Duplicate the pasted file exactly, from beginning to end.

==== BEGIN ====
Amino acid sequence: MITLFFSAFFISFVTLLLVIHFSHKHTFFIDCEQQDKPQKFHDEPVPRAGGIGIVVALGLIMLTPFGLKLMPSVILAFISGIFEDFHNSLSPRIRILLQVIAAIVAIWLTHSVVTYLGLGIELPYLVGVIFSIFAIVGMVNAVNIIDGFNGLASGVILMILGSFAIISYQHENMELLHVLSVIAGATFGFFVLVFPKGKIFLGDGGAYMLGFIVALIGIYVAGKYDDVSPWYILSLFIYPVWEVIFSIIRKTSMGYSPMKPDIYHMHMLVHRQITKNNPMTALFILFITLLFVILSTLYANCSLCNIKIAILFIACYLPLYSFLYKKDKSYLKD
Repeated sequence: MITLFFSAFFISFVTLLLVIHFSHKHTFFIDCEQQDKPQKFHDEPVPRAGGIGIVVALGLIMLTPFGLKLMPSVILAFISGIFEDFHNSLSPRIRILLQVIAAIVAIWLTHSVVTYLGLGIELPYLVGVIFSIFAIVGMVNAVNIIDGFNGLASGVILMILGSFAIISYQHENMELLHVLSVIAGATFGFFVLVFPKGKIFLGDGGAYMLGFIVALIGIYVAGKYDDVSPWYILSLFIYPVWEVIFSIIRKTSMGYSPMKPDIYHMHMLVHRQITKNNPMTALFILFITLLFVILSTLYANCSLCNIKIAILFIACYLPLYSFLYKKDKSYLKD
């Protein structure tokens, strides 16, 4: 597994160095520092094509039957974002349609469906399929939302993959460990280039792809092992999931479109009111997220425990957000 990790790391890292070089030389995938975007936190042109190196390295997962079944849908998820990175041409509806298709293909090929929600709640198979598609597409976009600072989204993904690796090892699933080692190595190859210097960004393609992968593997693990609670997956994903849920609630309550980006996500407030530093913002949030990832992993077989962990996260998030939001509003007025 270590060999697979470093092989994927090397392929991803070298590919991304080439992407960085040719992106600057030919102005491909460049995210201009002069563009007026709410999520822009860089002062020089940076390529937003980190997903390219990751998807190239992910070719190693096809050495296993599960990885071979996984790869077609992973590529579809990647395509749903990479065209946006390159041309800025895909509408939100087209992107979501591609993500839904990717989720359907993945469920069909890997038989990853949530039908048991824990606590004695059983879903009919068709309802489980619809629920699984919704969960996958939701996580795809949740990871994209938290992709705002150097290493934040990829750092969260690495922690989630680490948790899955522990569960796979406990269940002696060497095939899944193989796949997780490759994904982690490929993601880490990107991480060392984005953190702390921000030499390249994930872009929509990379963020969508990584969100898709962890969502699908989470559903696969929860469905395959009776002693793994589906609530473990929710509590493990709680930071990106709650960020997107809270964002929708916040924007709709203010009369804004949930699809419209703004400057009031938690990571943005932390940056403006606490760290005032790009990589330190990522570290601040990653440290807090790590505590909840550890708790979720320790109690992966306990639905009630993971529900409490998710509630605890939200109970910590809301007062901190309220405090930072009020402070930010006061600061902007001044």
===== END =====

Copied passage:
Amino acid sequence: MITLFFSAFFISFVTLLLVIHFSHKHTFFIDCEQQDKPQKFHDEPVPRAGGIGIVVALGLIMLTPFGLKLMPSVILAFISGIFEDFHNSLSPRIRILLQVIAAIVAIWLTHSVVTYLGLGIELPYLVGVIFSIFAIVGMVNAVNIIDGFNGLASGVILMILGSFAIISYQHENMELLHVLSVIAGATFGFFVLVFPKGKIFLGDGGAYMLGFIVALIGIYVAGKYDDVSPWYILSLFIYPVWEVIFSIIRKTSMGYSPMKPDIYHMHMLVHRQITKNNPMTALFILFITLLFVILSTLYANCSLCNIKIAILFIACYLPLYSFLYKKDKSYLKD
Repeated sequence: MITLFFSAFFISFVTLLLVIHFSHKHTFFIDCEQQDKPQKFHDEPVPRAGGIGIVVALGLIMLTPFGLKLMPSVILAFISGIFEDFHNSLSPRIRILLQVIAAIVAIWLTHSVVTYLGLGIELPYLVGVIFSIFAIVGMVNAVNIIDGFNGLASGVILMILGSFAIISYQHENMELLHVLSVIAGATFGFFVLVFPKGKIFLGDGGAYMLGFIVALIGIYVAGKYDDVSPWYILSLFIYPVWEVIFSIIRKTSMGYSPMKPDIYHMHMLVHRQITKNNPMTALFILFITLLFVILSTLYANCSLCNIKIAILFIACYLPLYSFLYKKDKSYLKD
């Protein structure tokens, strides 16, 4: 597994160095520092094509039957974002349609469906399929939302993959460990280039792809092992999931479109009111997220425990957000 990790790391890292070089030389995938975007936190042109190196390295997962079944849908998820990175041409509806298709293909090929929600709640198979598609597409976009600072989204993904690796090892699933080692190595190859210097960004393609992968593997693990609670997956994903849920609630309550980006996500407030530093913002949030990832992993077989962990996260998030939001509003007025 270590060999697979470093092989994927090397392929991803070298590919991304080439992407960085040719992106600057030919102005491909460049995210201009002069563009007026709410999520822009860089002062020089940076390529937003980190997903390219990751998807190239992910070719190693096809050495296993599960990885071979996984790869077609992973590529579809990647395509749903990479065209946006390159041309800025895909509408939100087209992107979501591609993500839904990717989720359907993945469920069909890997038989990853949530039908048991824990606590004695059983879903009919068709309802489980619809629920699984919704969960996958939701996580795809949740990871994209938290992709705002150097290493934040990829750092969260690495922690989630680490948790899955522990569960796979406990269940002696060497095939899944193989796949997780490759994904982690490929993601880490990107991480060392984005953190702390921000030499390249994930872009929509990379963020969508990584969100898709962890969502699908989470559903696969929860469905395959009776002693793994589906609530473990929710509590493990709680930071990106709650960020997107809270964002929708916040924007709709203010009369804004949930699809419209703004400057009031938690990571943005932390940056403006606490760290005032790009990589330190990522570290601040990653440290807090790590505590909840550890708790979720320790109690992966306990639905009630993971529900409490998710509630605890939200109970910590809301007062901190309220405090930072009020402070930010006061600061902007001044």